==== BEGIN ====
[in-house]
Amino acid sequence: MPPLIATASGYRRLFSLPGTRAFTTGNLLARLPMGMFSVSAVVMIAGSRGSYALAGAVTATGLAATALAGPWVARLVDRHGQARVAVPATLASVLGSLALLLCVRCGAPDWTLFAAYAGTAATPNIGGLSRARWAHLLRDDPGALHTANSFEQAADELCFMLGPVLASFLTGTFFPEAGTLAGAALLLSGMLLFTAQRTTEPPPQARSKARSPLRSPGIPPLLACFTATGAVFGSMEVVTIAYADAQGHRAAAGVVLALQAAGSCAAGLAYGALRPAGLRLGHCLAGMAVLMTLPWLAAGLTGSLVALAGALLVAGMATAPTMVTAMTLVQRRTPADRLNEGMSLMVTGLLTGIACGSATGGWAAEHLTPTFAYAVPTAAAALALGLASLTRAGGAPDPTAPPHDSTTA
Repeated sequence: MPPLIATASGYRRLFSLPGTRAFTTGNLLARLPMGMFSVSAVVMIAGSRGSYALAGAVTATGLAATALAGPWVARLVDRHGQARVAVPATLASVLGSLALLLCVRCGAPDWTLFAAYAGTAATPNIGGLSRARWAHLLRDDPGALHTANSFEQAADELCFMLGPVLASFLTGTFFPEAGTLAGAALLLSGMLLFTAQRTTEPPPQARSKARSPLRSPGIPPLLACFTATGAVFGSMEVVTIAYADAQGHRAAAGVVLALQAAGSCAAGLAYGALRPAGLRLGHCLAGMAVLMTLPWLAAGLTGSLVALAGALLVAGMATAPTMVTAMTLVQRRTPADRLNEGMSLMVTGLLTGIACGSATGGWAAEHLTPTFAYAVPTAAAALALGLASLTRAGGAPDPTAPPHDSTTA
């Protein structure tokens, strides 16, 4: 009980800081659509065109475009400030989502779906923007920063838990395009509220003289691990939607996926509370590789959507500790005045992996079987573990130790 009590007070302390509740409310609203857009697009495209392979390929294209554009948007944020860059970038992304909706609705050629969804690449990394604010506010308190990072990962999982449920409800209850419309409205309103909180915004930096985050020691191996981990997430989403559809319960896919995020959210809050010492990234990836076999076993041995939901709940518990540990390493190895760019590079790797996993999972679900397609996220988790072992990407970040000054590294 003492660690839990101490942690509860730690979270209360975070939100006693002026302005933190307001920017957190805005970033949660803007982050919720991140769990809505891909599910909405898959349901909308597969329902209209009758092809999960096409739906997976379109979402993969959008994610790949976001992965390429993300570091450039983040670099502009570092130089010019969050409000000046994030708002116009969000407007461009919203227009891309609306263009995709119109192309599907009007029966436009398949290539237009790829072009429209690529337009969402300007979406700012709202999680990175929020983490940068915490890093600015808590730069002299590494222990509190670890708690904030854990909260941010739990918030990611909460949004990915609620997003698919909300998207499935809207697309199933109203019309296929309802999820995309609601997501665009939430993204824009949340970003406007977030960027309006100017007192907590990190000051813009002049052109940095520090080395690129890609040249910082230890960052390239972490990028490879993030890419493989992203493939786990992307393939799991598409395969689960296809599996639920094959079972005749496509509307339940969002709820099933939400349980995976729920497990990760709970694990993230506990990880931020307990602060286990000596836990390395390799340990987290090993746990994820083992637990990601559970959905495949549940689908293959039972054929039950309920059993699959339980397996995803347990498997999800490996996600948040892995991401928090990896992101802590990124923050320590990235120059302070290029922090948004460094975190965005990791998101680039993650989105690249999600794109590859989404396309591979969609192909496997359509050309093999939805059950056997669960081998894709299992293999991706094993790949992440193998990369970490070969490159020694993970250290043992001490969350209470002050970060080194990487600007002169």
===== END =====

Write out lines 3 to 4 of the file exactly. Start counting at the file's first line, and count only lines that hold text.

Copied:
Repeated sequence: MPPLIATASGYRRLFSLPGTRAFTTGNLLARLPMGMFSVSAVVMIAGSRGSYALAGAVTATGLAATALAGPWVARLVDRHGQARVAVPATLASVLGSLALLLCVRCGAPDWTLFAAYAGTAATPNIGGLSRARWAHLLRDDPGALHTANSFEQAADELCFMLGPVLASFLTGTFFPEAGTLAGAALLLSGMLLFTAQRTTEPPPQARSKARSPLRSPGIPPLLACFTATGAVFGSMEVVTIAYADAQGHRAAAGVVLALQAAGSCAAGLAYGALRPAGLRLGHCLAGMAVLMTLPWLAAGLTGSLVALAGALLVAGMATAPTMVTAMTLVQRRTPADRLNEGMSLMVTGLLTGIACGSATGGWAAEHLTPTFAYAVPTAAAALALGLASLTRAGGAPDPTAPPHDSTTA
């Protein structure tokens, strides 16, 4: 009980800081659509065109475009400030989502779906923007920063838990395009509220003289691990939607996926509370590789959507500790005045992996079987573990130790 009590007070302390509740409310609203857009697009495209392979390929294209554009948007944020860059970038992304909706609705050629969804690449990394604010506010308190990072990962999982449920409800209850419309409205309103909180915004930096985050020691191996981990997430989403559809319960896919995020959210809050010492990234990836076999076993041995939901709940518990540990390493190895760019590079790797996993999972679900397609996220988790072992990407970040000054590294 003492660690839990101490942690509860730690979270209360975070939100006693002026302005933190307001920017957190805005970033949660803007982050919720991140769990809505891909599910909405898959349901909308597969329902209209009758092809999960096409739906997976379109979402993969959008994610790949976001992965390429993300570091450039983040670099502009570092130089010019969050409000000046994030708002116009969000407007461009919203227009891309609306263009995709119109192309599907009007029966436009398949290539237009790829072009429209690529337009969402300007979406700012709202999680990175929020983490940068915490890093600015808590730069002299590494222990509190670890708690904030854990909260941010739990918030990611909460949004990915609620997003698919909300998207499935809207697309199933109203019309296929309802999820995309609601997501665009939430993204824009949340970003406007977030960027309006100017007192907590990190000051813009002049052109940095520090080395690129890609040249910082230890960052390239972490990028490879993030890419493989992203493939786990992307393939799991598409395969689960296809599996639920094959079972005749496509509307339940969002709820099933939400349980995976729920497990990760709970694990993230506990990880931020307990602060286990000596836990390395390799340990987290090993746990994820083992637990990601559970959905495949549940689908293959039972054929039950309920059993699959339980397996995803347990498997999800490996996600948040892995991401928090990896992101802590990124923050320590990235120059302070290029922090948004460094975190965005990791998101680039993650989105690249999600794109590859989404396309591979969609192909496997359509050309093999939805059950056997669960081998894709299992293999991706094993790949992440193998990369970490070969490159020694993970250290043992001490969350209470002050970060080194990487600007002169």